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  • 42 votes cast
Jan
15
comment What do you call an individual who tolerates criticism?
A 'saint' among men :-)
Dec
31
comment Idiom that means trying to save something that is beyond saving
The Titanic reference I'm most used to is "rearranging deck chairs on..."
Dec
31
comment Idiom that means trying to save something that is beyond saving
Dunno how to break it to you, sonny (and get offa my lawn), but 'polishing a turd' is much older than computers -- english.stackexchange.com/questions/94871/… .
Dec
31
comment Idiom that means trying to save something that is beyond saving
"It's... DEAD, Jim!"
Dec
23
comment Was the pronunciation of “symmetry” different in the past?
And now, on to the pronounciation of "synapse" :-(
Dec
23
comment Was the pronunciation of “symmetry” different in the past?
Ha! Something I learned in HighSchool Frosh English pays off at last! :-)
Dec
18
awarded  Yearling
Dec
16
comment Antonym for 'preaching to the choir'
I don't think this is antonymic, really.
Dec
16
comment Antonym for 'preaching to the choir'
I was thinking of "quixotic" in some form.
Dec
10
comment Proper grammar for injecting another person with a drug?
Grammatically solid, but I was hoping for something more slangy.
Dec
10
asked Proper grammar for injecting another person with a drug?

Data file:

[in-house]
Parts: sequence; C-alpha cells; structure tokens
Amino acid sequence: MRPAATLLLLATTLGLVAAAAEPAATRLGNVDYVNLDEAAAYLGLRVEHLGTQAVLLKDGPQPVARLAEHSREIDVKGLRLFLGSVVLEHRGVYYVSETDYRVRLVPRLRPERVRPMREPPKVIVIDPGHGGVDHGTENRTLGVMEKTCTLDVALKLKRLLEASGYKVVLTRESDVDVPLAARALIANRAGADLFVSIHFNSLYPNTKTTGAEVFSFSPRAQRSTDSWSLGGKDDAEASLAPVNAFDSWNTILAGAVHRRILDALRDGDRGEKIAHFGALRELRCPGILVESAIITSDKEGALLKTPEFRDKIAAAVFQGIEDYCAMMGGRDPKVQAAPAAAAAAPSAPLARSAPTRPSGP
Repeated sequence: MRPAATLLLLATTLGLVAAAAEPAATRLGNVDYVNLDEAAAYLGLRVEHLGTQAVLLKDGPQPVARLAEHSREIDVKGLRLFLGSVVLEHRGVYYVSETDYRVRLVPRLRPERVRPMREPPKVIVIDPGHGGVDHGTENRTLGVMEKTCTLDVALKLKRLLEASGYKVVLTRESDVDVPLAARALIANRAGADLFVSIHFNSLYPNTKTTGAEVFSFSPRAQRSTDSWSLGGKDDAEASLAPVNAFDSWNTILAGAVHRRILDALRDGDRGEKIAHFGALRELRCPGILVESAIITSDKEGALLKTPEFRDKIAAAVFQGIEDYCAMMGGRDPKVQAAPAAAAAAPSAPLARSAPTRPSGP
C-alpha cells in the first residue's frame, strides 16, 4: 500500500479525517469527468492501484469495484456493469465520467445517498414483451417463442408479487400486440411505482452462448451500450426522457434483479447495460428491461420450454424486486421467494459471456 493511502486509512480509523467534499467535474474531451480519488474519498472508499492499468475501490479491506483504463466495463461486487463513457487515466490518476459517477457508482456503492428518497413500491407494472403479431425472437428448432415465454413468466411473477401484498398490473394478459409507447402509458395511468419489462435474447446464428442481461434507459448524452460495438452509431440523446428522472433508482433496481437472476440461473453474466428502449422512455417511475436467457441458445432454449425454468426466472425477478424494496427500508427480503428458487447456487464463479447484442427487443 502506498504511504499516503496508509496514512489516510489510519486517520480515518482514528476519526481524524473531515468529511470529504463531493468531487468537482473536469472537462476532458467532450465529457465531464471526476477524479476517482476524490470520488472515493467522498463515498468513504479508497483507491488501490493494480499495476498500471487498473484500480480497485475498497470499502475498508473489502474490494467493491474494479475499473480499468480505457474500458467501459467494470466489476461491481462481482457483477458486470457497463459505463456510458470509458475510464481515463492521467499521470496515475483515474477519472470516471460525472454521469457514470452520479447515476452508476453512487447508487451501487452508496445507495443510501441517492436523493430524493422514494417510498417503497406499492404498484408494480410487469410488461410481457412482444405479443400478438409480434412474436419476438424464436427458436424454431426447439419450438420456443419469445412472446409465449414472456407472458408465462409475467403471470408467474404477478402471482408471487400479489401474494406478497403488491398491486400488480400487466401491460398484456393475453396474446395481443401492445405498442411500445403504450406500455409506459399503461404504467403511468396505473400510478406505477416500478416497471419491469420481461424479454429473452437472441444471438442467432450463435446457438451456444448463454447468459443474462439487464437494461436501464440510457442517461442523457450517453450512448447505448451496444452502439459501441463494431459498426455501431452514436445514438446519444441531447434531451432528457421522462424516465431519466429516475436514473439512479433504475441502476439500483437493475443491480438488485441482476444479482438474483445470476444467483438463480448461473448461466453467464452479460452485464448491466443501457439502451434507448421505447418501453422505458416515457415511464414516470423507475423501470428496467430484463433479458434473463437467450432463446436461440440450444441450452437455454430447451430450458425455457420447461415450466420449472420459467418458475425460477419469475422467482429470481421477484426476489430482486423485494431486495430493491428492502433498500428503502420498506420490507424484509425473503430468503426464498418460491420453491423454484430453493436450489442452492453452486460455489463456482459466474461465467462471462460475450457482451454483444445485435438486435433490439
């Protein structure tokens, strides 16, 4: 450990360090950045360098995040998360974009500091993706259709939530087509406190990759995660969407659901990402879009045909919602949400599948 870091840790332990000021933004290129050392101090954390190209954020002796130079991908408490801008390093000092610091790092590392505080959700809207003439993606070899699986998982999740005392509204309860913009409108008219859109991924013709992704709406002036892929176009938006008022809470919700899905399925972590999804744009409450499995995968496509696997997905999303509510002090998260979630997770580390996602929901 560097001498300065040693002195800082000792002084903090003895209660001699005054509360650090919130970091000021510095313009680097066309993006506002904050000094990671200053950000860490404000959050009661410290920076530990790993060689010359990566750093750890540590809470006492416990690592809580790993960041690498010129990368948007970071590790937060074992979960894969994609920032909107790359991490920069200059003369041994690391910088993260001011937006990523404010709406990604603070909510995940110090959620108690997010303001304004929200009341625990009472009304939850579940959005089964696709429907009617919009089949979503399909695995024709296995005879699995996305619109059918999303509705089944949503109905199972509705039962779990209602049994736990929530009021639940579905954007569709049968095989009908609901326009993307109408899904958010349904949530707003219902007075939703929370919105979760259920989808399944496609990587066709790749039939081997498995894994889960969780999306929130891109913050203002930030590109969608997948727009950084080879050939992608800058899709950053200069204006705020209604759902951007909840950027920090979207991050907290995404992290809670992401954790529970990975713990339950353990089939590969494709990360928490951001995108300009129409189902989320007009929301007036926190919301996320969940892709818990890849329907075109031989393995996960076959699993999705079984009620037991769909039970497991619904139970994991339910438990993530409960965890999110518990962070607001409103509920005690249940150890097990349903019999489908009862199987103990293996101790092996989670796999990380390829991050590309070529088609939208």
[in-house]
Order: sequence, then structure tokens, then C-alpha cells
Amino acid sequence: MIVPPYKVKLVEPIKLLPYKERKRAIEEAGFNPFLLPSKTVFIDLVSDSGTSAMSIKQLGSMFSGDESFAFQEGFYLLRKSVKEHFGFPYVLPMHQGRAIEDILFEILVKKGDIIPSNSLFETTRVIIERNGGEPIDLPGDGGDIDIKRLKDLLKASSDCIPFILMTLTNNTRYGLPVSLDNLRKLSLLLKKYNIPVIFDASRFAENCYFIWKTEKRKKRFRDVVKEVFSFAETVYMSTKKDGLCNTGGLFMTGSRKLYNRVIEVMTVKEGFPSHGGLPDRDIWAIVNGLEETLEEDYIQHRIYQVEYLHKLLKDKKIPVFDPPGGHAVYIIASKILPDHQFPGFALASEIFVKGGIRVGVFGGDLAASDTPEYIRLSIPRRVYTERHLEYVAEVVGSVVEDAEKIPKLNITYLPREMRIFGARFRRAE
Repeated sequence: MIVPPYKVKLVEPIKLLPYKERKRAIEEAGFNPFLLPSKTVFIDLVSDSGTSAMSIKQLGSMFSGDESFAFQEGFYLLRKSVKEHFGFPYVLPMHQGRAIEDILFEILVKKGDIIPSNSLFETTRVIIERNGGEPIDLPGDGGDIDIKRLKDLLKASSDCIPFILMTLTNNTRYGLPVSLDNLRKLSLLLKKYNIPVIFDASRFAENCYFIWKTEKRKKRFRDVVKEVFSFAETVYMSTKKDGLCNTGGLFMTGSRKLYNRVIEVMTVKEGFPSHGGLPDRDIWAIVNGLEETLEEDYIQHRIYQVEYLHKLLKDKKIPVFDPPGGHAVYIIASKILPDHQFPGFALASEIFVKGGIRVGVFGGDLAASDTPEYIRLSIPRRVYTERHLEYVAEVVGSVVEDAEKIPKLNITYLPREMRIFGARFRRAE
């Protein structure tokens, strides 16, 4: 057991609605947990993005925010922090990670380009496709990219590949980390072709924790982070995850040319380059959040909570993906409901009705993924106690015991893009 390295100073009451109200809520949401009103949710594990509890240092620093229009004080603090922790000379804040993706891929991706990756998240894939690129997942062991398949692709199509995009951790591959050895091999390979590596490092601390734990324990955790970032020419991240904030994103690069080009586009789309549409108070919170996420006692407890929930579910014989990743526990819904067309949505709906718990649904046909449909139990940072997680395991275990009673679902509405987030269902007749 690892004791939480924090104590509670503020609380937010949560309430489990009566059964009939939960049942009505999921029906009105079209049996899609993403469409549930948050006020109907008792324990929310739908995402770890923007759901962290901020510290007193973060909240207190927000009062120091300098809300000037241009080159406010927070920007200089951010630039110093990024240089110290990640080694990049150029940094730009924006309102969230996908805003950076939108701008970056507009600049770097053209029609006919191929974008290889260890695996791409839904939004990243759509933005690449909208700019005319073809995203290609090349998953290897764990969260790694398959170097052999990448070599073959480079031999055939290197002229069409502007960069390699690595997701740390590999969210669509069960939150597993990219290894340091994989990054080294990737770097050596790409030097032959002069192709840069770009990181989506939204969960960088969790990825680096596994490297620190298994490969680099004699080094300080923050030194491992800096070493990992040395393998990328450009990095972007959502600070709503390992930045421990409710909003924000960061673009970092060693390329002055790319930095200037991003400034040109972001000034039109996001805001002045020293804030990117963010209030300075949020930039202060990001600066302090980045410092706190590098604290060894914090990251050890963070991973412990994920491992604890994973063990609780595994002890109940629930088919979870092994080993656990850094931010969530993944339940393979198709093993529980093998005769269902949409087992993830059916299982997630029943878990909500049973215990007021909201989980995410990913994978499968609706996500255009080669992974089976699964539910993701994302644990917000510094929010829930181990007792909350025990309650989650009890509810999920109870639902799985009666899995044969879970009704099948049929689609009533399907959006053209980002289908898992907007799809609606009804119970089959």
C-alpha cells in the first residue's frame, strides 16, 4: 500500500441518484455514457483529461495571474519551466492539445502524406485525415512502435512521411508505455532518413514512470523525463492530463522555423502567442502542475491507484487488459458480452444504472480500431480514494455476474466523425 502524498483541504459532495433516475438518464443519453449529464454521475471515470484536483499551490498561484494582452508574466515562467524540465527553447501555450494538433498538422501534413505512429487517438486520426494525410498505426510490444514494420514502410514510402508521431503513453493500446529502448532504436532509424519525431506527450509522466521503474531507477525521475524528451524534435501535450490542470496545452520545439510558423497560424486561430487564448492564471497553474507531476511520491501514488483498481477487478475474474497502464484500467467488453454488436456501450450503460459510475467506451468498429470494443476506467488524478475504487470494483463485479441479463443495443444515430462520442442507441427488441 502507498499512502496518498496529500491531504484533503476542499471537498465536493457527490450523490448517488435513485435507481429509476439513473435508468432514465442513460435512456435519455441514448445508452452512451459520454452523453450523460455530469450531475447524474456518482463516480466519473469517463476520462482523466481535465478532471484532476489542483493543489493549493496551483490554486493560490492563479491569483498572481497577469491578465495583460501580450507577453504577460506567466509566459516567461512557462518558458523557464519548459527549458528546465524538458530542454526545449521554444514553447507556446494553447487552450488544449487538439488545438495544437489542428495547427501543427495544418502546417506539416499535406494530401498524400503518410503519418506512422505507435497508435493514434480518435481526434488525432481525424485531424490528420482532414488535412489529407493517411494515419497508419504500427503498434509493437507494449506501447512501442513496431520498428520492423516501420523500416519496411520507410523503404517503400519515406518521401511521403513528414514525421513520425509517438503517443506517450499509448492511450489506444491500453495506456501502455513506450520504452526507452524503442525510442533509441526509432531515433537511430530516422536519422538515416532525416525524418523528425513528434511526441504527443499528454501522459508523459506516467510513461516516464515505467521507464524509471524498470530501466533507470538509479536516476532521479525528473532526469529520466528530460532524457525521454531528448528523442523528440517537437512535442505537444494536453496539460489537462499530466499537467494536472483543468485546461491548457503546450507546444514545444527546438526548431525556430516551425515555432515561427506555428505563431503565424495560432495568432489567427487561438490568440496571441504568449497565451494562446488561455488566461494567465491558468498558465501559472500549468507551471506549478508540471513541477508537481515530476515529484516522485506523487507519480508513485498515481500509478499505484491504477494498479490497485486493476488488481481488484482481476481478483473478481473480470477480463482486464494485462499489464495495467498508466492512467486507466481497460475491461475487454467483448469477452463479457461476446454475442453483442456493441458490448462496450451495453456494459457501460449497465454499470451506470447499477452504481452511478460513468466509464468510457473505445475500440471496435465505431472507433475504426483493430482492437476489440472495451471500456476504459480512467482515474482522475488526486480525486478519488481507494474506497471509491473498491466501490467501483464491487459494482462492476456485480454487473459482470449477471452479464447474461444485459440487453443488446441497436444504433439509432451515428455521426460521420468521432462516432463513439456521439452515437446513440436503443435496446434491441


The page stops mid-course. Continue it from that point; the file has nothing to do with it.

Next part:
Oct
27
comment Do submarines float?
@jwpat7 Your response is misleading. The term "float" implicitly assumes a steady-state condition. Once the Titanic was done sinking, it was proud (in contact w/ the floor), and clearly not floating.
Oct
25
comment What is the word for a sentence that initially sounds profound or deep, that is, in fact, meaningless or empty?
@AE I was just going to say "philosophy" :-) . Or maybe, "spaaaaace!"
Sep
9
comment Why do sentences that start with “guess” end with a question mark?
Not necess-celery. More than one horror/action novel has this sort of line as a command.
Sep
2
comment Single word for “more than once”
I think it's still technically legal to use "multiply," pronouncing the 'y' same as in "repeatedly." Or you could go with the ugly "nonuniquely." aaack, should have reloaded to see this was already provided in an answer.
Aug
27
comment In the word “Scent”, is the S or the C silent?
Yeah, like @Robusto said. In fact, both the "s" and the "c" are silent, but together they force the "e" to be pronounced with a leading sibilance. :-) :-)
Aug
27
comment Idiom for “just because you give something a different name, it doesn't change what it is”
I heard it was Mark Twain -- but then, I heard that on the Internet :-)
Aug
20
comment Is there a word which means whatever you want it to mean? Or has no meaning?
"copasthetic" "cromulent" or, sadly, "it"
Aug
20
comment Is there a word which means whatever you want it to mean? Or has no meaning?
@Oldcat the OP asked for a "describing" word, which suggests non-verbs
Jun
19
comment What is the opposite of Optimal?
"Situation Normal"